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Gala Day Luncheons A Little Book of Suggestions

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Luncheon Giving

To give a luncheon is to indulge one's self in the most charming and satisfying form of entertaining. All the dignity of the stately dinner-party is lacking, it is true, but all the delight of informality is present; one has opportunity and leisure to chat, to laugh, and to discuss the dainty and unsubstantial dishes beloved of women. That hostess is to be congratulated who can and does give her friends luncheons all the year around; whatever day she chooses becomes at once a gala day.

But after one has entertained, and entertained no matter how delightfully to her friends and how satisfactorily to herself, there comes a time when for the moment she can think of nothing she has not had. All flowers seem ordinary, all food wearisome. It is for such a day as this that this little book has been prepared. Not that new dishes are offered in a long, fascinating series, for all startling novelties or elaborate concoctions have been purposely eschewed: this is not a cook-book; it makes no such ambitious claim; the possession of a good cook-book, a supply of cooking utensils, a few canned goods and flavouring extracts, and access to a market of ordinary capacities, have all been taken for granted. But the ideas are intended to be practical, the food given in season and within reasonable price, and the recipes, whether given, as is sometimes the case, or merely alluded to as easily to be found, are all sufficiently simple to be undertaken by a very ordinary and inexperienced cook.

It is assumed that all hostesses are in possession of that priceless commodity which our grandmothers called "faculty," that common-sense which more than anything else helps one over domestic boulders; this will suggest that if whitebait is not to be had, canned salmon is quite within reach, and from that useful fish a toothsome dish may easily be prepared. If pim-olas are an unheard-of relish, home-made pickles are by no means to be despised. If ice-cream in rose forms is entirely out of the question, raspberry ice made from one's own preserves or from the fresh fruit in the garden is fully as delicious. To assist one who is willing to take the second choice if she cannot have the first, a substitute has been offered for any course which it is suspected may prove difficult to procure in different parts of the country; an intelligent hostess will easily be able to think of one that is even better than the one named.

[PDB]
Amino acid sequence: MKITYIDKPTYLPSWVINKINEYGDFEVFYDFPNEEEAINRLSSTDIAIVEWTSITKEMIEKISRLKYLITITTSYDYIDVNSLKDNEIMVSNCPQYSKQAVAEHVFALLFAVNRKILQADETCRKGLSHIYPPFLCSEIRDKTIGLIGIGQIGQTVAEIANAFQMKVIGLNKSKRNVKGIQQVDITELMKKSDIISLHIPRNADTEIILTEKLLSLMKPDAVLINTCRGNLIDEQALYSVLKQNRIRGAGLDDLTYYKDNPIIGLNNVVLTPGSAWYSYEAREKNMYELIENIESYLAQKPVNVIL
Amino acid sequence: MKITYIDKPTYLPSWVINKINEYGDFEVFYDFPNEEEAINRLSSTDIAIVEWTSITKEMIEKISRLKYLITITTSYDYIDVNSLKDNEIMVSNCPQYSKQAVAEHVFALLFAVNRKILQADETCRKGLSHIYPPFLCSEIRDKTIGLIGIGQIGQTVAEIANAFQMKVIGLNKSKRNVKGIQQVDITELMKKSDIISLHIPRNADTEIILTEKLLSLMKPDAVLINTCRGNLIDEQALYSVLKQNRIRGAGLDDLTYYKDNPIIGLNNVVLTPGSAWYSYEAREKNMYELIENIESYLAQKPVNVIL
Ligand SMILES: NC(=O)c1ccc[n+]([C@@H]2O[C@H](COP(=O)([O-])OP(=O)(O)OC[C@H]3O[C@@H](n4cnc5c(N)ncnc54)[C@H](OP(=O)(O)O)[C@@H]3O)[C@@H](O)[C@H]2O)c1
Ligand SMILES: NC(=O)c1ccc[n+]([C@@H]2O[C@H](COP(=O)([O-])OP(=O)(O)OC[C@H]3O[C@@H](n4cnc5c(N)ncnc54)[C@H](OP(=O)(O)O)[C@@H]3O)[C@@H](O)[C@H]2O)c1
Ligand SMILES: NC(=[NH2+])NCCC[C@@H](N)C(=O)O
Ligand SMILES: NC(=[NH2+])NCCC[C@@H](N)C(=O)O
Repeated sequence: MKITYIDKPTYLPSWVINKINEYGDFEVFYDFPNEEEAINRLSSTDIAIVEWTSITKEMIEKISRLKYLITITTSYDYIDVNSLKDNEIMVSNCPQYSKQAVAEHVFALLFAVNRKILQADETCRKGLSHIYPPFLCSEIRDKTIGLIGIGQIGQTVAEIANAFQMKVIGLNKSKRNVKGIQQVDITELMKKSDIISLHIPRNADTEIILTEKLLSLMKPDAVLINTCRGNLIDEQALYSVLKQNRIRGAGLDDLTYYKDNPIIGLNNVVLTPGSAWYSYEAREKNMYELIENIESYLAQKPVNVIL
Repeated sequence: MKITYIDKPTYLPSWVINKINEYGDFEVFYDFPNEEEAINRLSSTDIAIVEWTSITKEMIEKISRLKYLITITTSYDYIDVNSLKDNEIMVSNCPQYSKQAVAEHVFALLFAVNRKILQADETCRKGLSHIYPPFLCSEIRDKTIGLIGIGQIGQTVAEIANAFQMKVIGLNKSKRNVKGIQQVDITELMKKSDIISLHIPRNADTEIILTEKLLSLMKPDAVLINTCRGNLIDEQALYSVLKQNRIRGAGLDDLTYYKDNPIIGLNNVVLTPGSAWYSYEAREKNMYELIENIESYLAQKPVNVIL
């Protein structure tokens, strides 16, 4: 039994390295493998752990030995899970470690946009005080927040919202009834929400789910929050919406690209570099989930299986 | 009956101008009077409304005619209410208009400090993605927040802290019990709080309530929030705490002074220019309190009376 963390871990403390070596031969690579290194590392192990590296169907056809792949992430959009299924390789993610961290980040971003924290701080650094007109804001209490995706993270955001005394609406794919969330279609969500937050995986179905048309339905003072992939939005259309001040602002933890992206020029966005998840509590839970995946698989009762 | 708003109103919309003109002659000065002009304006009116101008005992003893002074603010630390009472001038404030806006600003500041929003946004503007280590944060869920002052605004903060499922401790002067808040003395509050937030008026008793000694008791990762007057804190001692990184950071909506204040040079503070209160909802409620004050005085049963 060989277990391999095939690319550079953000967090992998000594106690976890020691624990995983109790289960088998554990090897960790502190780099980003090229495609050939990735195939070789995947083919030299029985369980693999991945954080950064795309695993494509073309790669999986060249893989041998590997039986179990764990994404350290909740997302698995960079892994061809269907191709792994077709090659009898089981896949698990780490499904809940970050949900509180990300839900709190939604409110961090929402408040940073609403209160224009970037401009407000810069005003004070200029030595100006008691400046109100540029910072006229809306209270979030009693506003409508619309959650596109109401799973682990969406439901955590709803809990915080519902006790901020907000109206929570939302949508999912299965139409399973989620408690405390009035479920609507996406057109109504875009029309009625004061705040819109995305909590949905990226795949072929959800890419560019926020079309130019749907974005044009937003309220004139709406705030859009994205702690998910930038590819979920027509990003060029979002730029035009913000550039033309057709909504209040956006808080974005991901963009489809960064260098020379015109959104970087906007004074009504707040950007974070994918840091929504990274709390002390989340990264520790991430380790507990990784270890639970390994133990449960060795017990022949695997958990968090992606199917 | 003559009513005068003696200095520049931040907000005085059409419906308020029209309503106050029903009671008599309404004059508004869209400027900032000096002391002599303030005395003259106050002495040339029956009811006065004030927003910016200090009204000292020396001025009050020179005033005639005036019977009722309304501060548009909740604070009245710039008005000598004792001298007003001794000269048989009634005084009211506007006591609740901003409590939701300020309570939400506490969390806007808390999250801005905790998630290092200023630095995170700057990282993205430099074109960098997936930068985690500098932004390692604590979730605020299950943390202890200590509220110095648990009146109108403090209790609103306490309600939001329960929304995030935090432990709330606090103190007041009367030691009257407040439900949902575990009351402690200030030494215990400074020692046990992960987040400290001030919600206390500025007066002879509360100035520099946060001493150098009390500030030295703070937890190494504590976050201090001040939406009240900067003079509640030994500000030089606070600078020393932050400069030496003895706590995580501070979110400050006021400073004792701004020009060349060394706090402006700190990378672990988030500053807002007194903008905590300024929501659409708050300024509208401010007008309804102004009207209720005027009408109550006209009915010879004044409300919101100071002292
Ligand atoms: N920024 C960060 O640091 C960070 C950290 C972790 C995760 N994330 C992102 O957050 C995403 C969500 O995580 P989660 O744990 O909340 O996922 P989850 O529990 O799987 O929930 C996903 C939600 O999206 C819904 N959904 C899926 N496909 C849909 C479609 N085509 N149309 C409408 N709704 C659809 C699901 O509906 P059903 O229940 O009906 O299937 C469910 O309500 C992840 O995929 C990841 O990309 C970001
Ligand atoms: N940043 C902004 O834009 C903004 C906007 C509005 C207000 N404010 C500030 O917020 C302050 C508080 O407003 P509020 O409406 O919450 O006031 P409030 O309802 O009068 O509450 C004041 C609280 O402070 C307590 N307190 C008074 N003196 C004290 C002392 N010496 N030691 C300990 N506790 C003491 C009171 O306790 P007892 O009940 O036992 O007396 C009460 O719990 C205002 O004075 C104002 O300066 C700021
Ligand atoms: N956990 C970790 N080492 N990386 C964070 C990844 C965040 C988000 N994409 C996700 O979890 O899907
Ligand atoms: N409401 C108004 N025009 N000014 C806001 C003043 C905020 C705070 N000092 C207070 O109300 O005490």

Rather elaborate menus are given that they may be adapted to one's need. It is easier to shorten a menu than to lengthen one, and two or three courses dropped from a company luncheon will transform it into one suitable for home use with very little trouble. If one menu is not quite what one wants, she can take another; if something more elaborate still is desired than what is given already, she can take a course from some luncheon farther on in the book; as much variety as possible has been sought on purpose, that there may be opportunity for just this choice of dishes.

The idea of observing holidays with luncheons is only a suggestion; any one of the luncheons may, with slightly altered decorations, be given at any time during the month. Doubtless every hostess can take the fancies given and work them out to her more complete satisfaction; it is intended that she should do so, for this is not meant to be a complete compendium on luncheon given; it is only a "Little Book of Suggestions," nothing more. And now to something practical.

The principal factor in a successful luncheon is a pretty table; that remains in one's memory after all the details of the luncheon proper have been forgotten.


No cloth is used nowadays, but pretty doilies are laid on the bare surface; where one has been so unfortunate as to have the appearance of her table ruined by the defacing marks of hot dishes, she often refuses to dispense with the table-cloth, yet if she knew what a very simple and inexpensive thing it is to have a fresh polish put on, she would doubtless send for the furniture dealer at once; even without the aid of that individual she can improve matters by applying a purchased polish, rubbing it in well with a flannel cloth; indeed, rubbing is the secret of a handsome table top....